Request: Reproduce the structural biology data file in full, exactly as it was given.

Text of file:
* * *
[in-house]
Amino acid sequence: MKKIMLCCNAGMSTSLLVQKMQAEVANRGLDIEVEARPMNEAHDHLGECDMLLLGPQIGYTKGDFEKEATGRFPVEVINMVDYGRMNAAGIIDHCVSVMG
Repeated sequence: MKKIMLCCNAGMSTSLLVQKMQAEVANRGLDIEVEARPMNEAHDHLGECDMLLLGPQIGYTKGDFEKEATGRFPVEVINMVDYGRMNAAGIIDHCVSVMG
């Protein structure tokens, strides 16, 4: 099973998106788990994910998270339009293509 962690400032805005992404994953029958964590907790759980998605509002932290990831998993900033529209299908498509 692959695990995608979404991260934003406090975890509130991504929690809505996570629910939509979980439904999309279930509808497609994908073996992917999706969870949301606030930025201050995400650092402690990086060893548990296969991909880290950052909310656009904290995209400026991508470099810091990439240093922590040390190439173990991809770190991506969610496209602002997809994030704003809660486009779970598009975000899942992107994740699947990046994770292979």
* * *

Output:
[in-house]
Amino acid sequence: MKKIMLCCNAGMSTSLLVQKMQAEVANRGLDIEVEARPMNEAHDHLGECDMLLLGPQIGYTKGDFEKEATGRFPVEVINMVDYGRMNAAGIIDHCVSVMG
Repeated sequence: MKKIMLCCNAGMSTSLLVQKMQAEVANRGLDIEVEARPMNEAHDHLGECDMLLLGPQIGYTKGDFEKEATGRFPVEVINMVDYGRMNAAGIIDHCVSVMG
């Protein structure tokens, strides 16, 4: 099973998106788990994910998270339009293509 962690400032805005992404994953029958964590907790759980998605509002932290990831998993900033529209299908498509 692959695990995608979404991260934003406090975890509130991504929690809505996570629910939509979980439904999309279930509808497609994908073996992917999706969870949301606030930025201050995400650092402690990086060893548990296969991909880290950052909310656009904290995209400026991508470099810091990439240093922590040390190439173990991809770190991506969610496209602002997809994030704003809660486009779970598009975000899942992107994740699947990046994770292979």